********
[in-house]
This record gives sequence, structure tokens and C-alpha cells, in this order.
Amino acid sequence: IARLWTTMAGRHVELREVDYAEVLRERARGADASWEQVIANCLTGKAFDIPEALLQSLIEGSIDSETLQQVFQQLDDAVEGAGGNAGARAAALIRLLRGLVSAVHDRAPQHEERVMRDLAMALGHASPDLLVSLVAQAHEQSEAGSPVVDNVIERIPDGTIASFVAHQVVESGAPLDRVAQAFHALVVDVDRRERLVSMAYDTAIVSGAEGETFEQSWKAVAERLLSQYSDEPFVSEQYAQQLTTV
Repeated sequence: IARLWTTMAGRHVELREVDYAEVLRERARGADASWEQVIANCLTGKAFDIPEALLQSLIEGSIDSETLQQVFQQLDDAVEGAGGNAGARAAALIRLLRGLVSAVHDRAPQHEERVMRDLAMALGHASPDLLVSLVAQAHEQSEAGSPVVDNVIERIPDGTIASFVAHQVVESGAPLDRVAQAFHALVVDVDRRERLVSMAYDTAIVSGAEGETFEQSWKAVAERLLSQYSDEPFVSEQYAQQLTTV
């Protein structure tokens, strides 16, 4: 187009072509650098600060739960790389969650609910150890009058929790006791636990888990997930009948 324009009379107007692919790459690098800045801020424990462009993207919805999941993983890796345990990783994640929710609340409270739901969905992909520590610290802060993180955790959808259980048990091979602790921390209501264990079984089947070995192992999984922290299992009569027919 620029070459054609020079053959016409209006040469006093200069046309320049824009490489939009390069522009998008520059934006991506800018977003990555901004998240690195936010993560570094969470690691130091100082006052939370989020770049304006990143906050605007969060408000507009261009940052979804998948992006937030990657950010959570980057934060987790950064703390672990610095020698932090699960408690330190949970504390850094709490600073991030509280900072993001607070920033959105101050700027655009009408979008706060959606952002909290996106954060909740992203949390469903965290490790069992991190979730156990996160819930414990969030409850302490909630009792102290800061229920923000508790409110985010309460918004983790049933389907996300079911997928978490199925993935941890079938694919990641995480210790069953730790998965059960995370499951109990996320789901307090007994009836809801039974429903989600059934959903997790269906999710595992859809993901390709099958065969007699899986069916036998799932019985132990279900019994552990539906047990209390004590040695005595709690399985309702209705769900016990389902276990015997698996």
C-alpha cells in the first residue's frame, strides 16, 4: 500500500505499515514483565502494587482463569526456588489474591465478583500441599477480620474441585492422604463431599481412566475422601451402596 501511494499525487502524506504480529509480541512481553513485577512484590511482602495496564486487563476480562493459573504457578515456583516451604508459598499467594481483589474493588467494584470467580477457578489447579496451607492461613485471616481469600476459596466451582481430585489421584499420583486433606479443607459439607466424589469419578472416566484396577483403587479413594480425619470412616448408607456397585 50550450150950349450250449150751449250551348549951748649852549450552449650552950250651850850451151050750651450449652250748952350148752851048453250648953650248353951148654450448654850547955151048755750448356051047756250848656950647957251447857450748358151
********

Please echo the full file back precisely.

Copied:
[in-house]
This record gives sequence, structure tokens and C-alpha cells, in this order.
Amino acid sequence: IARLWTTMAGRHVELREVDYAEVLRERARGADASWEQVIANCLTGKAFDIPEALLQSLIEGSIDSETLQQVFQQLDDAVEGAGGNAGARAAALIRLLRGLVSAVHDRAPQHEERVMRDLAMALGHASPDLLVSLVAQAHEQSEAGSPVVDNVIERIPDGTIASFVAHQVVESGAPLDRVAQAFHALVVDVDRRERLVSMAYDTAIVSGAEGETFEQSWKAVAERLLSQYSDEPFVSEQYAQQLTTV
Repeated sequence: IARLWTTMAGRHVELREVDYAEVLRERARGADASWEQVIANCLTGKAFDIPEALLQSLIEGSIDSETLQQVFQQLDDAVEGAGGNAGARAAALIRLLRGLVSAVHDRAPQHEERVMRDLAMALGHASPDLLVSLVAQAHEQSEAGSPVVDNVIERIPDGTIASFVAHQVVESGAPLDRVAQAFHALVVDVDRRERLVSMAYDTAIVSGAEGETFEQSWKAVAERLLSQYSDEPFVSEQYAQQLTTV
């Protein structure tokens, strides 16, 4: 187009072509650098600060739960790389969650609910150890009058929790006791636990888990997930009948 324009009379107007692919790459690098800045801020424990462009993207919805999941993983890796345990990783994640929710609340409270739901969905992909520590610290802060993180955790959808259980048990091979602790921390209501264990079984089947070995192992999984922290299992009569027919 620029070459054609020079053959016409209006040469006093200069046309320049824009490489939009390069522009998008520059934006991506800018977003990555901004998240690195936010993560570094969470690691130091100082006052939370989020770049304006990143906050605007969060408000507009261009940052979804998948992006937030990657950010959570980057934060987790950064703390672990610095020698932090699960408690330190949970504390850094709490600073991030509280900072993001607070920033959105101050700027655009009408979008706060959606952002909290996106954060909740992203949390469903965290490790069992991190979730156990996160819930414990969030409850302490909630009792102290800061229920923000508790409110985010309460918004983790049933389907996300079911997928978490199925993935941890079938694919990641995480210790069953730790998965059960995370499951109990996320789901307090007994009836809801039974429903989600059934959903997790269906999710595992859809993901390709099958065969007699899986069916036998799932019985132990279900019994552990539906047990209390004590040695005595709690399985309702209705769900016990389902276990015997698996």
C-alpha cells in the first residue's frame, strides 16, 4: 500500500505499515514483565502494587482463569526456588489474591465478583500441599477480620474441585492422604463431599481412566475422601451402596 501511494499525487502524506504480529509480541512481553513485577512484590511482602495496564486487563476480562493459573504457578515456583516451604508459598499467594481483589474493588467494584470467580477457578489447579496451607492461613485471616481469600476459596466451582481430585489421584499420583486433606479443607459439607466424589469419578472416566484396577483403587479413594480425619470412616448408607456397585 50550450150950349450250449150751449250551348549951748649852549450552449650552950250651850850451151050750651450449652250748952350148752851048453250648953650248353951148654450448654850547955151048755750448356051047756250848656950647957251447857450748358151